WS: In the audition process, there are good days and bad days. Some days a number of actors come in who do really well with the dialogue. There was one day in Los Angeles where we saw Megalyn Echikunwoke, who got the Rose part, Analeigh Tipton, who got the Lily part, and Aubrey Plaza, who could have really done a lot of different parts but played a smaller role because of scheduling. All of them came in on the same day and it was really reassuring because there’s a lot of fear when you go into casting that you’ll never find the right people for the roles. I had my first casting day in New York and it didn’t go as well. In retrospect, part of the problem was that we didn’t give the actors enough time to read their sides and we didn’t give them the whole script. Caitlin came in that day and later she came in and was absolutely stunningly different. I asked her why and she said it was because the second time she’d read the whole script and had time to prepare for the part. The first time she’d just gotten her sides the night before. So I really learned something about casting and making sure that the actors had enough time to work with the material. But anyways, that time in New York was just terrifying because almost everything sounded flat, but there was one person who came in and didn’t look right for the part, but read it really well. It was Lena Dunham and I had no idea who she was, but her read of the script was really funny and that helped because I thought, “I’m not crazy. There’s some humor here.” The rest of the day was just a painful thing and made me worry that it wouldn’t work.
DS: I’ve read in an interview with Greta that she considered the character of Violet to be a female version of you—
WS: [Laughs] Yeah, that’s funny. I’ve never worn a dress. I have to admit.
DS: Was that something the two of you discussed or something that you even intended?
WS: I don’t know. It’s definitely my consciousness and my rapport. I put in a lot of the stuff I went through as a kid. I was very crazy as an 11 and 12 year old, just like that character was. So the flashbacks and things like that are very personal. I also had a very tough time in university where I was constantly getting depressed. And I have gone through the experience of being dumped [laughs], which is definitely not one that you want to have. I don’t know if we discussed that at the time. I’ve actually learned quite a bit from the actors as we’ve been doing the press stuff. For instance, I didn’t know that Greta likes to do rehearsals because I don’t like to do rehearsals. We sort of rehearse on set in a sense.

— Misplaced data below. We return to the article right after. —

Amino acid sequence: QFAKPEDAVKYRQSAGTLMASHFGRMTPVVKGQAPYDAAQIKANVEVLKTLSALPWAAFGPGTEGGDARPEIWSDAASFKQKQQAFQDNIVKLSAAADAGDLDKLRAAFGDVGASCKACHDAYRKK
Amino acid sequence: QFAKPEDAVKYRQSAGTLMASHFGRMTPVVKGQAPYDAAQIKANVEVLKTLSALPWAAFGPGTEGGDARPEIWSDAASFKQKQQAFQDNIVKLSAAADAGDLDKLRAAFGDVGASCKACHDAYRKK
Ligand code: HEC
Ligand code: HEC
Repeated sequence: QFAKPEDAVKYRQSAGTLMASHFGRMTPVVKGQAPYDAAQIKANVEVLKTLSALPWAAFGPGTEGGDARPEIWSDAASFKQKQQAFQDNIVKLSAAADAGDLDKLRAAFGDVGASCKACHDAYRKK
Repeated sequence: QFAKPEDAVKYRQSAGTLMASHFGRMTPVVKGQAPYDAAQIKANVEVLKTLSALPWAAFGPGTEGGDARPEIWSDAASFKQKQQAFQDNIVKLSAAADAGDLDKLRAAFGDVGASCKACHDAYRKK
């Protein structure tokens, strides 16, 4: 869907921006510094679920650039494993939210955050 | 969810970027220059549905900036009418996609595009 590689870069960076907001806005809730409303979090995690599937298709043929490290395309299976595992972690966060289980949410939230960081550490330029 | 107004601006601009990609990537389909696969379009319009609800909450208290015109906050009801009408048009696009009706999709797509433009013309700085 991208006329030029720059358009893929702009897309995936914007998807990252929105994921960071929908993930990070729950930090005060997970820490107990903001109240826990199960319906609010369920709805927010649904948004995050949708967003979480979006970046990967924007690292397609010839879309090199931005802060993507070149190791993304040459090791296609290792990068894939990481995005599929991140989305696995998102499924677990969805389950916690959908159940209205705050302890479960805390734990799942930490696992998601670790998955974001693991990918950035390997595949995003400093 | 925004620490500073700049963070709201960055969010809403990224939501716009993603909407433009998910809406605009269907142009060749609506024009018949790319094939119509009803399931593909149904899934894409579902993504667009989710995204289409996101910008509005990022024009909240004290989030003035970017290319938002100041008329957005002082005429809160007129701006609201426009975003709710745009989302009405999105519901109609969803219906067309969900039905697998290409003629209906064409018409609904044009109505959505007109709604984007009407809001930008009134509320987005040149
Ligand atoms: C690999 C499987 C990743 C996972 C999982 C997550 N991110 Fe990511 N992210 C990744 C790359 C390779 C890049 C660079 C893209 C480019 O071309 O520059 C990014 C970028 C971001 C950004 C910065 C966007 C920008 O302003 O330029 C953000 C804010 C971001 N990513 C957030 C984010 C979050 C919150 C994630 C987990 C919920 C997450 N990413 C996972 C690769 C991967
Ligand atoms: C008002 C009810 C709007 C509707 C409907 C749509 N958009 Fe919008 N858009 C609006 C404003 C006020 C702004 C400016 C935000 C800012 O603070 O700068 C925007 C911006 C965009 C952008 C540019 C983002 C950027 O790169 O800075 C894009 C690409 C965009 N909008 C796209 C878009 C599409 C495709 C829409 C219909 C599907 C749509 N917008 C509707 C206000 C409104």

DS: I’m surprised because the dialogue is so specific I would have thought it would require rehearsal.
WS: Well, the actors do a lot of work on their own. Most of my concerns are addressed when we read through the script together and I hear their vocal rhythms and that they’re getting the essence of the characters.
DS: I’ve always loved the characters you write who are hyper articulate and intellectual, but also somewhat emotionally stunted and immature. Where does the interest in those sorts of characters come from for you?
WS: I don’t know. I’ve found it really easy to write comedy scripts. I had a very hard time with fiction and journalism. I wasn’t very productive. Somehow the silliness of the comedic dialogue was really liberating. I found that it was those contrasts between and within the characters the make them interesting. So with Damsels in Distress there is a very studios fratboy, Thor, who wants to hit the books and study, but doesn’t have the equipment for it. I found that very touching that someone with limited intellectual abilities is dedicated to the pursuit of knowledge. And then, it’s sort of the same thing with the funny snobbish Nick in Metropolitan. He sort of has a snobbish pose, but it is actually quite kind underneath. So, I always try to find those contrasts in every character, if I can.
DS: Do you think that you’ll continue to make movies about young characters that are awkwardly sliding into adulthood?
WS: Not really. That’s sort of gone with the territory of the ideas I’ve had. But the next film that I’m doing is not about that. I can’t really say anything about it. In one interview I said that I had to keep it under wraps and I think the copy editor later saw that and thought it was the title and put in capitals. So some people think I’m going to make Keep It Under Wraps.
DS: I always sort of assumed that your primary influences as a filmmaker tied more to the Ernst Lubitsch or Preston Sturges era of sophisticated comedies—
WS: Thank you, I wish I was that good. There were many movies during that era that meant a lot to me. I’m struggling with the name but the writer Morrie Ryskind was always important. Movies like Stage Door by Gregory La Cava were a huge influence. That kind of film is a major inspiration and those were always my favorites as a kid. Stage Door is wall-to-wall girls talking and it’s really good. I think in the first decade of sound film they really appreciated the musical nature of talk in films in a way you don’t see as much anymore. It’s something I can only hope to achieve.
DS: Finally, how is the Sambola dance craze coming along? Is it catching on?
WS: Well, so far the film is going really well, but we have to work really hard on the dance craze. We’ve been busy with the film launch, but the soundtrack is out and we’re going to start making nightclub appearances to get the Sambola dance craze going. That’s our next step.